Sudan: China Will Not Save Darfur

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May 23, 2007: It looks like China is fighting back against threats to boycott the 2008 Beijing Olympics. First off, China issued a statement saying that any sanctions against Sudan would not produce peace in Darfur. Then Japan (which takes from 35 to 38 percent of Sudan's daily oil production) announced that it would not boycott China's Olympics over Darfur. This makes sense for Japan, which is trying to get China to help it stop North Korea's nuclear weapons program.

May 22, 2007: There is a "surge" in internally displaced persons (IDPs) is occurring in South Darfur state. Several hundred new IDPs have arrived the Al Salam refugee camp. The refugees are probably fleeing the new wave of janjaweed militia attacks being reported in South Darfur.

The government of south Sudan said that it will upgrade the airport at Juba to "international standards." South Sudan and the main Sudanese government in Khartoum also announced they will build two new airports in south Sudan, in the towns of Malakal and Rubeck. South Sudanese have complained for decades that they lack transportation infrastructure. This is a small indication that some of the developmental aid promises made when the 2005 Comprehensive Peace Agreement was signed are finally being fulfilled.

May 19, 2007: A large battle took place between a local defense force and militiamen in South Darfur state, in the town of Abu Surug. Some 120 militiamen took part in the attack. Elsewhere in Darfur, the National Redemption Front (NRF) gunmen were hit by an air force strike, that killed one person, in the town of Malam Hush (West Darfur state). The NRF was also attacked by a janjaweed militia unit attack the Jebel Moon area (West Darfur), an action that killed four civilians.

The UN's Office of the High Commissioner for Refugees called for a complete and independent investigation of a series of attacks in South Darfur state that occurred between January and March 2007. The request followed the publication of a UN report that said that "heavily armed" fighters (some in uniforms) attacked eight different villages in the period. (The entire text is available at http://www.ohchr.org/english/press/docs/periodicreport7.doc and is worth reading in detail) Over 100 people died in the attacks. The villages were inhabited by members of the Tarjum tribe. Members of the Sudan military (including members of the Border Intelligence Guards) were involved in the attacks, but so were members of the Rizeigat Abbala tribes - rivals of the Tarjum. The Rizeigat Abbala tribespeople are mostly herders (pastoralists) and the Tarjum farm as well as herd. What is really interesting are the reasons the report gave for the attacks: control of land. The report said the attackers wished to gain control of farmland and "grazing land" in the area.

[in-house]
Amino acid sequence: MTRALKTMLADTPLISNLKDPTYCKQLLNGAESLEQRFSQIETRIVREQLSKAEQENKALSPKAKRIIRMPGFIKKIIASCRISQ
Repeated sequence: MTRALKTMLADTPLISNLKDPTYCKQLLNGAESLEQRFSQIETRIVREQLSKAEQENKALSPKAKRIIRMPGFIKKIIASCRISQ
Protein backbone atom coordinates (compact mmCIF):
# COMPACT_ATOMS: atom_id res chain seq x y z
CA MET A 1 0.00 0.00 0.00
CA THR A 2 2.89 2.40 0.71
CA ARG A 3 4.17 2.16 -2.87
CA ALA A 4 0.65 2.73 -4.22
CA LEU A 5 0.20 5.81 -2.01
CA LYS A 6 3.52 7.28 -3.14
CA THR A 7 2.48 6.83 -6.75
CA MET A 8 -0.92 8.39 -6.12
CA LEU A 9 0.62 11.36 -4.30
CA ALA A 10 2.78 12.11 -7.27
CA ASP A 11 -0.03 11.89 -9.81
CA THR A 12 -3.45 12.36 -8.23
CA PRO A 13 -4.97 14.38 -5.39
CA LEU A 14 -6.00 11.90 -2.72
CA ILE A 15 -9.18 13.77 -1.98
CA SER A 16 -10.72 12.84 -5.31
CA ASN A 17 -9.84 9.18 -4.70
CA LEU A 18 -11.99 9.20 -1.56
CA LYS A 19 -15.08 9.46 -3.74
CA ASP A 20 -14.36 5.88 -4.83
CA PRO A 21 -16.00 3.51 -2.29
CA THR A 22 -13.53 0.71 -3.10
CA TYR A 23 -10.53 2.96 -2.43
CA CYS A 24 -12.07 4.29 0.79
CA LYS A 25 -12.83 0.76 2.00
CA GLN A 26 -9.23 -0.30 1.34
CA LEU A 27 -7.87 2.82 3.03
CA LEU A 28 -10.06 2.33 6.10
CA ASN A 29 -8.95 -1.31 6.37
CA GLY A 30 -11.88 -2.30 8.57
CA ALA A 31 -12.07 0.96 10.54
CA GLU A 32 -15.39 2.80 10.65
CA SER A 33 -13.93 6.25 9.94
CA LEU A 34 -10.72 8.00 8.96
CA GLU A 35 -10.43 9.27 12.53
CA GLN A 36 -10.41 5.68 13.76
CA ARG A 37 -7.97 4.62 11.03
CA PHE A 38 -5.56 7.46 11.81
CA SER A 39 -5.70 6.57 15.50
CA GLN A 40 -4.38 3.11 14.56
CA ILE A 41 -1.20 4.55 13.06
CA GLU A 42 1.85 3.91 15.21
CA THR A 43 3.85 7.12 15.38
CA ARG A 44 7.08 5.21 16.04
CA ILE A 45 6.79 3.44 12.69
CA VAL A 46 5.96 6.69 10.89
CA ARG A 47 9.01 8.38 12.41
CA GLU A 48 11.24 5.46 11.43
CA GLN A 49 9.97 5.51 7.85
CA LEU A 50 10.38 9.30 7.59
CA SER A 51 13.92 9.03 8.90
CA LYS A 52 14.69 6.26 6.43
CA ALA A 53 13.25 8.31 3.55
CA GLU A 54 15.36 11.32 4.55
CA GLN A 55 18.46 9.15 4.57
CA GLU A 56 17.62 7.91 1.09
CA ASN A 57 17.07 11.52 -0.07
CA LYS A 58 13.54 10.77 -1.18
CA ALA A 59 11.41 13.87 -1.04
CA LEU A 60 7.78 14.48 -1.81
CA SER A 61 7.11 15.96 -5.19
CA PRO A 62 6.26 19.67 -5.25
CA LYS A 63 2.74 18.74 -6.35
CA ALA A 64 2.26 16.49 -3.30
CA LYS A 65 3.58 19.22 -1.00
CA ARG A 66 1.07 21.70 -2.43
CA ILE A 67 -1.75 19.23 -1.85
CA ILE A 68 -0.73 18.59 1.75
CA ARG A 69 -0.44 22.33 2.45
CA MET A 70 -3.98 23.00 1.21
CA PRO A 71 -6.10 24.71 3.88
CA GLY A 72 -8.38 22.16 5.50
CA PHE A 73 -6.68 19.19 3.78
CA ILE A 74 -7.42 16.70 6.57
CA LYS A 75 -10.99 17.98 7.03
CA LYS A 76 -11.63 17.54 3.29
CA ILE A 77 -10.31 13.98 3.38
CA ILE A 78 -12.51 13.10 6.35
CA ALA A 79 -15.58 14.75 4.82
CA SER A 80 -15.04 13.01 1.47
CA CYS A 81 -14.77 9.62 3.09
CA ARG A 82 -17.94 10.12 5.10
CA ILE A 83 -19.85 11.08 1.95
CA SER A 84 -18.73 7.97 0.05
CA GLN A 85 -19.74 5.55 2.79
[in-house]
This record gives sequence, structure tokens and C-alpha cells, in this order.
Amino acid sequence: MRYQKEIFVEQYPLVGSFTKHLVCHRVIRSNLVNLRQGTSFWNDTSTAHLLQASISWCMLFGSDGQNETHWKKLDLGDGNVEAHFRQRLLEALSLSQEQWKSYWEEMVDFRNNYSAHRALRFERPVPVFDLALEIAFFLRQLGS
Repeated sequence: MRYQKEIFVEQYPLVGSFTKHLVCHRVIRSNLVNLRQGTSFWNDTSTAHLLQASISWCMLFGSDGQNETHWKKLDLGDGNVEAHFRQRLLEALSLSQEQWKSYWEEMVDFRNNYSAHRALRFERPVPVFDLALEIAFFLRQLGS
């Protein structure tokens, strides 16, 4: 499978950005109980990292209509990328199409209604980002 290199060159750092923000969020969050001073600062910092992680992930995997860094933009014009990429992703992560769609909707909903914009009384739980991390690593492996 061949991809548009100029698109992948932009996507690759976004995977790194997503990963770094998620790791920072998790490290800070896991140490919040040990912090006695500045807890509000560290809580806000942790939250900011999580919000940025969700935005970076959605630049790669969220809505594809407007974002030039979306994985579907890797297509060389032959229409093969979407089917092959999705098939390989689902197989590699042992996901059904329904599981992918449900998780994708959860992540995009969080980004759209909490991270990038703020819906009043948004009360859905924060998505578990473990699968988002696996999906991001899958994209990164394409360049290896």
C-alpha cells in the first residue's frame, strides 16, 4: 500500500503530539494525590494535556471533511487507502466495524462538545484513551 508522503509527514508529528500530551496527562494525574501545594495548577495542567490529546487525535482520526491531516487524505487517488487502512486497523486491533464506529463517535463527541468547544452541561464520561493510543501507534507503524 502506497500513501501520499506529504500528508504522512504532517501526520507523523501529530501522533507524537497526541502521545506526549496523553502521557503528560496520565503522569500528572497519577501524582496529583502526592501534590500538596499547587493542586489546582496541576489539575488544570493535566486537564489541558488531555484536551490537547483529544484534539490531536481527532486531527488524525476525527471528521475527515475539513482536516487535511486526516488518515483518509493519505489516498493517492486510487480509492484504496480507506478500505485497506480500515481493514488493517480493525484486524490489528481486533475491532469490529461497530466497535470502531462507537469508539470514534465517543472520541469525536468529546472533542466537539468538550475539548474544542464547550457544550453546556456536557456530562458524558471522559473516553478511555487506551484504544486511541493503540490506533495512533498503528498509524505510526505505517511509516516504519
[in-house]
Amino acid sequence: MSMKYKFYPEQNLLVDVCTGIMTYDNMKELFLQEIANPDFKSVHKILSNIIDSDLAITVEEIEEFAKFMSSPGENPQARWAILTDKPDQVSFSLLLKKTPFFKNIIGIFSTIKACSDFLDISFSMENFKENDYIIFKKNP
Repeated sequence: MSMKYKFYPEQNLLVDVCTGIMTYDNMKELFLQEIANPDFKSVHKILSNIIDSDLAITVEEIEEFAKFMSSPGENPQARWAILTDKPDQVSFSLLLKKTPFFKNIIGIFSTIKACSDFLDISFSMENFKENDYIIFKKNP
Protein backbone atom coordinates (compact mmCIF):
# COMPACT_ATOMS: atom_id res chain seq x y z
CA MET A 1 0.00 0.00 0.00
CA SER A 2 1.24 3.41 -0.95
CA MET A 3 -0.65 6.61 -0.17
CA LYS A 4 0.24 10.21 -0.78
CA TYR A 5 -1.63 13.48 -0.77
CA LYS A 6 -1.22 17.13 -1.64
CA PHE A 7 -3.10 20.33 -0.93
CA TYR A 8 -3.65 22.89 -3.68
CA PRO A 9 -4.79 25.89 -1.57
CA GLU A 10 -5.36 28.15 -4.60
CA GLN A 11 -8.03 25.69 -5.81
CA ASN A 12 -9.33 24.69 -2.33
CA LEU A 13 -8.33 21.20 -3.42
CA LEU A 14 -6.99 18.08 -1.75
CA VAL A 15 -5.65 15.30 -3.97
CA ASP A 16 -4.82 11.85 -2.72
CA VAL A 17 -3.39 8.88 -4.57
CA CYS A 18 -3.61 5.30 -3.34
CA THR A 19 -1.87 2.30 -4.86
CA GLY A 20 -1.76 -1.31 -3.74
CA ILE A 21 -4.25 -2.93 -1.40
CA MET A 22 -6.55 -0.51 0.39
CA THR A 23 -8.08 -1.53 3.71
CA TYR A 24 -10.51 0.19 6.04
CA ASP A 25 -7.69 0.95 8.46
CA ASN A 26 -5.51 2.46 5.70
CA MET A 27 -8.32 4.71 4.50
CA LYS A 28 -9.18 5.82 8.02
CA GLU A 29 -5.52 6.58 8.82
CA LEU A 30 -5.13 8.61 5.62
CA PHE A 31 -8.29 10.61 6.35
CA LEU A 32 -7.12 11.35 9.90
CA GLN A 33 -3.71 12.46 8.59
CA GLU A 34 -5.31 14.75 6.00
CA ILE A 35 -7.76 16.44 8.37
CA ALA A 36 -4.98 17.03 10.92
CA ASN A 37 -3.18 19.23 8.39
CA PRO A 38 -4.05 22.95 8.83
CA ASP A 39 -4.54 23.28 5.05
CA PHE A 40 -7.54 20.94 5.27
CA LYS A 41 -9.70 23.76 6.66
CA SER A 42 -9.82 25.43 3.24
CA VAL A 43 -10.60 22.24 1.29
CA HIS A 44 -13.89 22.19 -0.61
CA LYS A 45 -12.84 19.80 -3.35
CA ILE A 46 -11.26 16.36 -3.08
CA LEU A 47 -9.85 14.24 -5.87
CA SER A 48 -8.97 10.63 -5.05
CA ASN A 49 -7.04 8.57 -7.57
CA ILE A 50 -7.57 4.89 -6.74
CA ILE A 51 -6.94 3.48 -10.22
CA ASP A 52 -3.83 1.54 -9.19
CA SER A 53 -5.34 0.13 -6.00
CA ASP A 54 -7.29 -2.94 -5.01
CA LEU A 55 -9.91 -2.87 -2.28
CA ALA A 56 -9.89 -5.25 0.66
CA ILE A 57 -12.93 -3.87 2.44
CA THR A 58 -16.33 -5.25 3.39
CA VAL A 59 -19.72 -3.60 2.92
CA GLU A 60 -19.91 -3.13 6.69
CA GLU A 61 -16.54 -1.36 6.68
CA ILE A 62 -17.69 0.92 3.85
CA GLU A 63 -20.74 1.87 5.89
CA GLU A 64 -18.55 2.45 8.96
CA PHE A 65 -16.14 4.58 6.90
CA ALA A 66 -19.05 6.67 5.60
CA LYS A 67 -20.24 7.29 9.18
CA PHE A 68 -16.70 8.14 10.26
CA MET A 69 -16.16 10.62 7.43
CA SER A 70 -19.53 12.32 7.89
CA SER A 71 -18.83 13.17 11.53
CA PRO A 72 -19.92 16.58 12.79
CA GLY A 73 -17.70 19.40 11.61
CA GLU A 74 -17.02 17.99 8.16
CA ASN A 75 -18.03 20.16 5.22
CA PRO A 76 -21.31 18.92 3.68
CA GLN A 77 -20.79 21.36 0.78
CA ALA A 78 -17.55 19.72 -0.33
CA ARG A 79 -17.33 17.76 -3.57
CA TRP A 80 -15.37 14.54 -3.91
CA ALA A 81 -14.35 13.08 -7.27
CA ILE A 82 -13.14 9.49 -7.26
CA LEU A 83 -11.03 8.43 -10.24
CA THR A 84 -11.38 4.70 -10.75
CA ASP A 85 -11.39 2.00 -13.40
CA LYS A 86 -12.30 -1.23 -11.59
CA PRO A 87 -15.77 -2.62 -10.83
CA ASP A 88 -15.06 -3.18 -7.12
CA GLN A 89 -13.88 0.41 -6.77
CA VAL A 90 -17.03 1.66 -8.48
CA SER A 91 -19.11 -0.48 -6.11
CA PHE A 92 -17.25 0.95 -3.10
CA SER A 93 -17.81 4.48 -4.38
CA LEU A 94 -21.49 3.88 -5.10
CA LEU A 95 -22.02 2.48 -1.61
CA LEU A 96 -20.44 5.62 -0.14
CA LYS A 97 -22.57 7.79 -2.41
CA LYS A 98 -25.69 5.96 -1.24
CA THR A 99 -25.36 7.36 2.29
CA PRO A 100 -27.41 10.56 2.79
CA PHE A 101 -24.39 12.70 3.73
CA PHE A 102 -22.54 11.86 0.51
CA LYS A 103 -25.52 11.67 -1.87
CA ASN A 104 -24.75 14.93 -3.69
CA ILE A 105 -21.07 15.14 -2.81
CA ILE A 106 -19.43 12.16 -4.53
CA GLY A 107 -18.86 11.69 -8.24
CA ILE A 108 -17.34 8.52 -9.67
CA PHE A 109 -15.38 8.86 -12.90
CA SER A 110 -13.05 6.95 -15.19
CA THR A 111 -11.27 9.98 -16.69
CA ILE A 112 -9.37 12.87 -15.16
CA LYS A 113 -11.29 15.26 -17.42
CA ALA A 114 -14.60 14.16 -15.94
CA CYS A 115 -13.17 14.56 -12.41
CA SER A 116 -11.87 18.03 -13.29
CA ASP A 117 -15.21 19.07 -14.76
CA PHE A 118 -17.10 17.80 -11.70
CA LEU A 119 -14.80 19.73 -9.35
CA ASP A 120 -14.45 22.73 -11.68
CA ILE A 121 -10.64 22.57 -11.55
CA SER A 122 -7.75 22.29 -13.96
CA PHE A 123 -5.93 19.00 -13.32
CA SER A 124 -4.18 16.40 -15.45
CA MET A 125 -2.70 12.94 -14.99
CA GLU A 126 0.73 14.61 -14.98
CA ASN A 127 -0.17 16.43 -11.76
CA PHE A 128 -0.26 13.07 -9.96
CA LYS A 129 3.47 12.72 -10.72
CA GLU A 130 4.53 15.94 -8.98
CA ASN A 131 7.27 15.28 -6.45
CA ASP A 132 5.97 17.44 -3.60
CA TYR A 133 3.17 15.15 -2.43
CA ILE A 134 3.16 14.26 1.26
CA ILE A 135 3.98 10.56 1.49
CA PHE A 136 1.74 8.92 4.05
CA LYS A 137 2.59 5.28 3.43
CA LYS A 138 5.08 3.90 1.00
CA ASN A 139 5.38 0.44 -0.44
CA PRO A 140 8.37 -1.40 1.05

Here is an extract from the UN report:

"…witnesses described hundreds of heavily armed attackers, mostly dressed in green or beige khaki uniforms, accompanied by machine gun-equipped Land Cruisers owned by Border Intelligence Guards In many instances, victims in the affected villages, particularly men, knew their attackers by name and independently identified specific Border Intelligence commanders as being present. Witnesses reported that during all the incidents, attackers fired from the outskirts of the settlements with heavy vehicle-mounted machine guns and rocket propelled grenades (RPGs), before entering the settlements and targeting any men found inside. They then systematically looted items of value, particularly livestock, before (in most cases) burning large sections of the settlements. Although it could not be confirmed, UNMIS Human Rights received several reports from witnesses about the use of heavy weapons, including mortars, which they were unfamiliar with."

May 13, 2007: The UN believes that the African Union's (AU) Darfur peacekeeping force is near "collapse." The UN wants an immediate reinforcement. The AU peacekeepers are short of supplies. Their internal communications situation is also bad-the force needs new radios and more radios. The UN also accused Sudan of launching new air attacks in Darfur. The UN is also angry over an attack in in late April, that left five AU peacekeepers dead. A Darfur rebel group was believed responsible, and the incident still under investigation.

 

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